• sum(is.na(variable)) = TRUE = 1, FALSE = 0, so if this sum = 0, then there’s no missing values
• any(is.na(variable)) = returns TRUE/FALSE of if there is any NA values in the variable
• all(variable >0) = check all values of a variable against some condition and return TRUE/FALSE
• row/column sums
• colSums/rowSums(is.na(data.frame)) = column sum of is.na check for every column; works the exact same way with rowSums
• values with specific characteristics
• table(data.frame$var1 %in% c("str1", "str2")) = returns a FALSE/TRUE table that counts how many values from the data frame variable contains the specified values in the subsequent vector • x[x$var1 %in% c("str1", "str2"), ] = subsets rows from the data frame where the var1 == str1 or str2
• cross tabs
• xt <- xtabs(Freq ~ Gender + Admit, data = data.frame) = displays a cross table of Gender and Admit variables, where the values of frequency is displayed
• xt2 <- xtabs(var1 ~ ., data = data.frame) = cross-tabulate variable 1 with all other variables, creates multiple two dimensional tables
• ftable(xt2) = compacts the different tables and prints out a more compacted version
Male 1198 1493
Female 557 1278
• size of data set
• object.size(obj) = returns size of object in bytes
• print(object.size(obj), units = "Mb" = prints size of object in Mb

## Creating New Variables

• sequences
• s <- seq(1, 10, by = 2) = creates a sequence from 1 to 10 by intervals of 2
• length = 3 = use the length argument to specify how many numbers to generate
• seq(along = x) = create as many elements as vector x
• subsetting variables
• restData$nearMe = restData$neighborhood %in% c("Roland", "Homeland") = creates a new variable nearMe that returns TRUE if the neighborhood value is Roland or Homeland, and FALSE otherwise
• binary variables
• restData$zipWrong = ifelse(restData$zipCode<0, TRUE, FALSE) = creates a new variable zipWrong that returns TRUE if the zipcode is less than 0, and FALSE otherwise
• ifelse(condition, result1, result2) = this function is the same as a if-else statement
• categorical variables
• restData$zipGroups = cut(restData$zipCode, breaks = quantile(restData$zipCode) = creates new variable zipGroups that specify ranges for the zip code data such that the observations are divided into groups created by the quantile function • cut(variable, breaks) = cuts a variable/vector into groups at the specified breaks • Note: class of resultant variable = factor • quantile(variable) = returns 0, .25, .5, .75, 1 by default and thus provides for ranges/groups for the data to be divided in • using Hmisc package • library(Hmisc) • restData$zipGroups = cut2(restData$zipCode, g = 4) • cut2(variable, g=4) = automatically divides the variable values into 4 groups according the quantiles • Note: class of resultant variable = factor • factor variables • restData$zcf <- factor(restData$zipCode) = coverts an existing vector to factor variable • levels = c("yes", "no") = use the levels argument to specify the order of the different factors • Note: by default, converting variables to the factor class, the levels will be structured alphabetically unless otherwise specified • as.numeric(factorVariable) = converts factor variable values into numeric by assigning the lowest (first) level 1, the second lowest level 2, …, etc. • category + factor split • using plyr and Hmisc packages • library(plyr); library(Hmisc) • readData2 <- mutate(restData, zipGroups = cut2(zipCode, g = 4) • this creates zipGroups and splits the data from zipCode all at the same time • common transforms • abs(x) = absolute value • sqrt(x) = square root • ceiling(x), floor() = round up/down to integer • round(x, digits = n) = round to the number of digits after the decimal point • signif(x, digits = n) = round to the number of significant digits • cos(x), sin(x), tan(x) … etc = trigonometric functions • log(x), log2(x), log10(x) = natural log, log 2, log 10 • exp(x) = exponential of x ## Reshaping Data • melting data frames • library(reshape2) = loads the reshape2 package • mtcars$carname <- rownames(mtcars) = takes the row names/name of each observation and makes a new variable called “carname”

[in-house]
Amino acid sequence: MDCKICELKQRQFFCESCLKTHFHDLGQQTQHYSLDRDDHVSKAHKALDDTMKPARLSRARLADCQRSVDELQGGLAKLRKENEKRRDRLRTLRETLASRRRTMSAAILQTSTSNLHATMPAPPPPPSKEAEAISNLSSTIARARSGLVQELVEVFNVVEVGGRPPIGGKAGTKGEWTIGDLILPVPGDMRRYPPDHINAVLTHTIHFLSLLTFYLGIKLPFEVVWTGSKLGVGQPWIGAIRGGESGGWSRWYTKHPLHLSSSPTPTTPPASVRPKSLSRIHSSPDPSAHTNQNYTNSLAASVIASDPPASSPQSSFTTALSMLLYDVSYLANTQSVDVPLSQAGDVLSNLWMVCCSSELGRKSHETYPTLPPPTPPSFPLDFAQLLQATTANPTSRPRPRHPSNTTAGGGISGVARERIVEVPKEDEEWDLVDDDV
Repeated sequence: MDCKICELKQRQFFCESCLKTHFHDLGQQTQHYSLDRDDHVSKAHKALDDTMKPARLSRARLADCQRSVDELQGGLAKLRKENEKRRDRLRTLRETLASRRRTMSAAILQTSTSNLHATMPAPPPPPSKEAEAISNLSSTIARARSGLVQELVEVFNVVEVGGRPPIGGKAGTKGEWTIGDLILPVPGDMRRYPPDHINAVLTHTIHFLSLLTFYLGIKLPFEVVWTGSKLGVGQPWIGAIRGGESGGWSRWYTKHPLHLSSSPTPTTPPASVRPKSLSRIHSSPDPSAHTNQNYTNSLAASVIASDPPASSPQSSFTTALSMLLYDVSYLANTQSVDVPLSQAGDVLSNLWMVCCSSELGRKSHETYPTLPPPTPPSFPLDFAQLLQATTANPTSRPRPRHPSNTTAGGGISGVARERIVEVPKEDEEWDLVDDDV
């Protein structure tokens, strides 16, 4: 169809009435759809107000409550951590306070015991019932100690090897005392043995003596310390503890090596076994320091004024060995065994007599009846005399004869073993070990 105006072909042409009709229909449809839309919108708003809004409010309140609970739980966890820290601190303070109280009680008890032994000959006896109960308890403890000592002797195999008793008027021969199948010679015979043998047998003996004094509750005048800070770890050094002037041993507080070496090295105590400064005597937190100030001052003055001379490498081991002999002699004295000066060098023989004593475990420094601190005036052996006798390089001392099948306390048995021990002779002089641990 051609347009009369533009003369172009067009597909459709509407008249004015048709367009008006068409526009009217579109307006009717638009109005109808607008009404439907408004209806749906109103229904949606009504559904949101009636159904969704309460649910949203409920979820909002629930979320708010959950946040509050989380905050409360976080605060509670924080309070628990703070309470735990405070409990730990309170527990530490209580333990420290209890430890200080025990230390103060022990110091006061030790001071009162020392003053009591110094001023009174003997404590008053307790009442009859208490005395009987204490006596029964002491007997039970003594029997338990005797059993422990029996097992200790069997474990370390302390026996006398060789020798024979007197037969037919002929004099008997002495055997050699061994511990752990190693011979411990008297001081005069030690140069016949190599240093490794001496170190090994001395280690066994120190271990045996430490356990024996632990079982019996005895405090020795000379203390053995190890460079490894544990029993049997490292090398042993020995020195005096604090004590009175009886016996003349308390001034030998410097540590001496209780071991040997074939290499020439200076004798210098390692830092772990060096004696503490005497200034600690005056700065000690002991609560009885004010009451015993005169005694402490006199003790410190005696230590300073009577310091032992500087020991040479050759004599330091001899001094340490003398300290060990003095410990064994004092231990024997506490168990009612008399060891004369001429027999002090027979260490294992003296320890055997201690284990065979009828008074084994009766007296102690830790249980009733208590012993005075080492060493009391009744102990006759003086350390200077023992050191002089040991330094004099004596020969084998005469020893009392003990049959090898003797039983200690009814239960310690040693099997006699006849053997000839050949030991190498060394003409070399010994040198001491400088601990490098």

• carMelt <- melt(mtcars, id=c("carname", "gear", "cyl"), measure.vars = c("mpg", "hp")) = converts dataframe into a castable melted data frame by reshaping the data
• ID variables and measured variables are defined separately through id and measure.vars arguments
• ID variables (identifiers) are kept in rows, while all measured variables have been split into variable and value columns
• variable column = mpg, hp to qualify for the corresponding value column